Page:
One of the most devastating aspects of suicide is the feeling of helplessness. Could I have done something to prevent this tragedy? What were the signs that something was wrong? Should I have realised he/she was feeling this way? Why didn’t he/she talk to me?
The truth is there is no special type of person that commits suicide. There may be trends, but it can happen to anyone. However there are signs that someone is thinking of committing suicide:
- Most suicidal people talk about suicide and death — they may directly or indirectly tell others of their plan to kill themselves: “By tomorrow I’ll be gone”, “You’ll all be better off without me”, “I wish I was dead”. People who talk about suicide usually attempt suicide.
- They may be overly preoccupied with death and dying, funerals and funeral arrangements, what happens when people die etc.
- There is a sudden change in their behaviour. This could be their sleeping habits (they may sleep far more or less than usual), appearance (they no longer care about their appearance), eating habits (they may eat more or less than usual), hobbies (no interest in the things they used to enjoy).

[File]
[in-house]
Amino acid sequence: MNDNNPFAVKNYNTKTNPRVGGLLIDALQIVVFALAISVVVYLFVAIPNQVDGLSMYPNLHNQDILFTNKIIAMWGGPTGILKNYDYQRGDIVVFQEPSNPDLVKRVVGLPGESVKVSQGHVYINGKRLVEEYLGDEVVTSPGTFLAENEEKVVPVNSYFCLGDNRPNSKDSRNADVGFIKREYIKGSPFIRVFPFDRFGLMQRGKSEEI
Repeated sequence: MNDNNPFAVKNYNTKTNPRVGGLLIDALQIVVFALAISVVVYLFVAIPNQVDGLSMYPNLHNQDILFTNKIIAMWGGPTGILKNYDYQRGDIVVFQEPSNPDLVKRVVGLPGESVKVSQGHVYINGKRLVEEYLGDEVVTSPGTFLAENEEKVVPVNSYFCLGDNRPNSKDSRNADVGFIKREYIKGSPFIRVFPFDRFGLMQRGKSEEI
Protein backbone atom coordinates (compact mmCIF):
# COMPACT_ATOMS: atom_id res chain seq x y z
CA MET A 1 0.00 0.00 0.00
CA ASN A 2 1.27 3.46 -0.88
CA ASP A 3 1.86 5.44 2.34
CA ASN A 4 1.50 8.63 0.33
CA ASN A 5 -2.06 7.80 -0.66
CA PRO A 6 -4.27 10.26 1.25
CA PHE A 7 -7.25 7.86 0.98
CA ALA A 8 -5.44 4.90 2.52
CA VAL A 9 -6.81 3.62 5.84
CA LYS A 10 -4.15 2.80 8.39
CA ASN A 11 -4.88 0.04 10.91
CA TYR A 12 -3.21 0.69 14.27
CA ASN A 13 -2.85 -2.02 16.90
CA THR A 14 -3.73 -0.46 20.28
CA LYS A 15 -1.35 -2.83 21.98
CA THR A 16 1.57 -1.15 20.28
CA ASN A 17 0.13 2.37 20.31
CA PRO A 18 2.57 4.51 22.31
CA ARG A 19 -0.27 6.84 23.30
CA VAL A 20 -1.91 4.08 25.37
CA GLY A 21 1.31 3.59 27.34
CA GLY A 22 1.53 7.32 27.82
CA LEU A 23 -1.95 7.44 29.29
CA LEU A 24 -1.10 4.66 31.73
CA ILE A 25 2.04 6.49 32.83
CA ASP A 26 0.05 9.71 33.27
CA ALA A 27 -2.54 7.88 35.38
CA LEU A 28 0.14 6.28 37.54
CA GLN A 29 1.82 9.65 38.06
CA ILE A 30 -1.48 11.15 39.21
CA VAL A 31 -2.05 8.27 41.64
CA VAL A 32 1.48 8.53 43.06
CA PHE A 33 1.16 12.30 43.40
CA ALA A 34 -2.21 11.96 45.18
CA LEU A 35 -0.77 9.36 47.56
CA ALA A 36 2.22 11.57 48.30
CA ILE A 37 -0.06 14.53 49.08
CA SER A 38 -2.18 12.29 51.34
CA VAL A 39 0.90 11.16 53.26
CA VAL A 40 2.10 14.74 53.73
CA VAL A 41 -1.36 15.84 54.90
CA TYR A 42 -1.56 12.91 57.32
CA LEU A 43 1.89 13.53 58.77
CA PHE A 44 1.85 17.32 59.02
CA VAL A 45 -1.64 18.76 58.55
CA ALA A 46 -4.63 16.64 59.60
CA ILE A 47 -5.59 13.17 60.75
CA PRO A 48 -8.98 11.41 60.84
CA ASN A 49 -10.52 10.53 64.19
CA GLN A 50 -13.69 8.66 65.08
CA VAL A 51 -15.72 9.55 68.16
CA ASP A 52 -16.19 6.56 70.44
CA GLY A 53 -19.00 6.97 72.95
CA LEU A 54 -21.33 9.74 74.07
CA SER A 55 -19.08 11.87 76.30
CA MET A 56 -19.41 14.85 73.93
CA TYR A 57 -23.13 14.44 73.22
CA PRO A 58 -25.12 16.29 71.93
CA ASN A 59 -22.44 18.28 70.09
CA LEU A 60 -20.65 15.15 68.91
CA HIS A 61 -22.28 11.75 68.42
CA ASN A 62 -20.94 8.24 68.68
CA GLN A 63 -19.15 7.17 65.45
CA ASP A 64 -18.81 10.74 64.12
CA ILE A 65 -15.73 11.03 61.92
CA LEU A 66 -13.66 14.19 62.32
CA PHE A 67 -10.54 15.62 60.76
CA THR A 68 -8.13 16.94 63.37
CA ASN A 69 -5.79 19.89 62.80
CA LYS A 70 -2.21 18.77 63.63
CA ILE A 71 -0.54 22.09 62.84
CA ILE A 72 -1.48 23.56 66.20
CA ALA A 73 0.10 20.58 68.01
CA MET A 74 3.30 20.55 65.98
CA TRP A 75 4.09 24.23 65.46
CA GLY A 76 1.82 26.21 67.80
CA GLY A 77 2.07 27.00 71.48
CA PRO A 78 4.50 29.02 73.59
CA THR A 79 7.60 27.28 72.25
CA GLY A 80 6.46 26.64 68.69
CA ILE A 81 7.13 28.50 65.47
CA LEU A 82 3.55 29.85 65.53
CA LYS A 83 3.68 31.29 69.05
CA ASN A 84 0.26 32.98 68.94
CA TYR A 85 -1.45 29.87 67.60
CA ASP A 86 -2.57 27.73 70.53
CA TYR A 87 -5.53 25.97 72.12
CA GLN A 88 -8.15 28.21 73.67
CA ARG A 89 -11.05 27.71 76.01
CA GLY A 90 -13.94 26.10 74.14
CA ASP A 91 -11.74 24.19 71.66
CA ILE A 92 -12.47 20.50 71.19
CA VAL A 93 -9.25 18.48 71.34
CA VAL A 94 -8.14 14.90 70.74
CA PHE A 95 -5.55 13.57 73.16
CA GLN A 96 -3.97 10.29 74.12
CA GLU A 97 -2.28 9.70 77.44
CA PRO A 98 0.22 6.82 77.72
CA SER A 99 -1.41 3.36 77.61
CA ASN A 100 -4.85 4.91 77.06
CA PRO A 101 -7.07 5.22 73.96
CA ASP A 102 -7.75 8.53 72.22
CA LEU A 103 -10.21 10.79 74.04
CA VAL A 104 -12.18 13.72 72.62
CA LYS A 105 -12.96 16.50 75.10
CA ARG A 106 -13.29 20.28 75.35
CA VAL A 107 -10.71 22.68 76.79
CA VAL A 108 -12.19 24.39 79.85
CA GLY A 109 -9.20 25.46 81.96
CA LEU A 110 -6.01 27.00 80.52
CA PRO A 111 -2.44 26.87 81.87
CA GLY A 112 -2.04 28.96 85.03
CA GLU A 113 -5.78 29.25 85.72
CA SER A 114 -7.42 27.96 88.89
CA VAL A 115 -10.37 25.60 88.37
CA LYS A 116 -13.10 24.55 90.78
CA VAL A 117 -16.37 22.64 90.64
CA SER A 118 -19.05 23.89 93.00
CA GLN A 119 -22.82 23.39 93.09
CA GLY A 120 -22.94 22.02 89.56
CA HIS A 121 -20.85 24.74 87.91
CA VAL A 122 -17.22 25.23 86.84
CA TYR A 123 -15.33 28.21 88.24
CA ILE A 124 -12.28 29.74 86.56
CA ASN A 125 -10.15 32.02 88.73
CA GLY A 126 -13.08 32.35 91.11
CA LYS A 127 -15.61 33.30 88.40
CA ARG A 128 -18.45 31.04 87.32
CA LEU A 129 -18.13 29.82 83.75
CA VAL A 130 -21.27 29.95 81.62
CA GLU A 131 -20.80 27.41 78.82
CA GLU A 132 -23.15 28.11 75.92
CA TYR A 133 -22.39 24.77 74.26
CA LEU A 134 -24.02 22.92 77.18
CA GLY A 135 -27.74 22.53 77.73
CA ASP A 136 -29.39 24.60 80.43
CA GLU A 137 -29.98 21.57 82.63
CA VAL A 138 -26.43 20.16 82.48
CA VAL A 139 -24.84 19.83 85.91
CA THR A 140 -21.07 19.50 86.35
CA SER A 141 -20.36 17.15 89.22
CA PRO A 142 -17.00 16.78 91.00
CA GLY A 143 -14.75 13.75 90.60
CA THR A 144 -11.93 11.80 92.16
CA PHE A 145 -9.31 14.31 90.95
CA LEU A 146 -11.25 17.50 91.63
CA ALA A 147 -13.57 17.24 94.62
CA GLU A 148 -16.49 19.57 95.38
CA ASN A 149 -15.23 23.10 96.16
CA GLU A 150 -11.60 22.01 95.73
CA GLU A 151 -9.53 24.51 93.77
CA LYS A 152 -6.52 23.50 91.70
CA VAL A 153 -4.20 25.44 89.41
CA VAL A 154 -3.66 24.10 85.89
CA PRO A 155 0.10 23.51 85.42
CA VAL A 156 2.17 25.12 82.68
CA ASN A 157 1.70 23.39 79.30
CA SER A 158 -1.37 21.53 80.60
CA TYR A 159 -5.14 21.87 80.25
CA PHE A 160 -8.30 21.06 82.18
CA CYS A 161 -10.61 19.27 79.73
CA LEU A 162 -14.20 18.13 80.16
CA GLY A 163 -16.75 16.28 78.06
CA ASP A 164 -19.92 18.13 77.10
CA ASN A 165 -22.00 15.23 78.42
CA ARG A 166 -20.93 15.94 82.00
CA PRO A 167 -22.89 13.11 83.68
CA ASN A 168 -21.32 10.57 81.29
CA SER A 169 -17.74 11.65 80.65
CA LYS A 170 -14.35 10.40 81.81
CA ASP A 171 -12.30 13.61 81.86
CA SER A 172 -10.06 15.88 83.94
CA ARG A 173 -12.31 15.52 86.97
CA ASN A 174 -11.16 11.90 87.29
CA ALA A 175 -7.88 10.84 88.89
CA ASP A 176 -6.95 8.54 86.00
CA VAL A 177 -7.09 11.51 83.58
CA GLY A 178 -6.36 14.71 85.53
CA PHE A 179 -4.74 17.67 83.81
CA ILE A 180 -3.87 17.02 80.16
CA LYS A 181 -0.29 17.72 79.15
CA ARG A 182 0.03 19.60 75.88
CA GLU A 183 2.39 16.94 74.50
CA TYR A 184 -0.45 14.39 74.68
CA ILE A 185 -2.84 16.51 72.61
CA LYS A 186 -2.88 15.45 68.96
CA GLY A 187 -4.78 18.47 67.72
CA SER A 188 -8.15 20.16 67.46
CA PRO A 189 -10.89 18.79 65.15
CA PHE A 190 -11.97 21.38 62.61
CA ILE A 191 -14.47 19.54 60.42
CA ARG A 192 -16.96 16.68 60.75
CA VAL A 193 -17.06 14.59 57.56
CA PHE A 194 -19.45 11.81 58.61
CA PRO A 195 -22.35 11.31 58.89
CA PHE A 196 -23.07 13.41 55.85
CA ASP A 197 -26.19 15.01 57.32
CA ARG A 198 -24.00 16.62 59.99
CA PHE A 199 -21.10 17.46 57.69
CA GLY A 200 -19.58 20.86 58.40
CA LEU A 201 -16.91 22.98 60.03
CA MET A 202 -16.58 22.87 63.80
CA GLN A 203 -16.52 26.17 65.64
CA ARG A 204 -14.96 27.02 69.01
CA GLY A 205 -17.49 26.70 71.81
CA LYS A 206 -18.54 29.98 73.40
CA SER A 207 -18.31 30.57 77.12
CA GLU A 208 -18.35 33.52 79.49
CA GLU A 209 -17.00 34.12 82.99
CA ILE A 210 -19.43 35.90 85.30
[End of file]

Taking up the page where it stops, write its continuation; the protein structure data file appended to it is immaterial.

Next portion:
- They have suffered a significant loss — the death of a parent/grandparent, sibling, close friend; the break up of a relationship; a divorce or separation.
- They become withdrawn from friends and family, they don’t want to take part in social activities, they dislike company and want to be left alone.
- They have attempted suicide before, and there may be a history of suicide attempts.
- They give away treasured possessions that matter to them — favourite CDs, books, clothing, personal items — things they would never have parted with before.
- They start to put their affairs in order, tie up loose ends, tidy their room/house, return borrowed items, enquire about funeral costs/flowers etc.
- They may use alcohol or drugs for the first time, or overindulge in them far more than usual.
- They begin to behave more aggressively than usual: violent outbursts, disobedience, defiance.
- They may feel worthless, hopeless, unlovable and humiliated, lack self-esteem, little or no confidence.
These warning signs are a cry for help. We must be alert to the needs of our family and friends and be ready to intervene if necessary — we may be able to prevent an unnecessary death.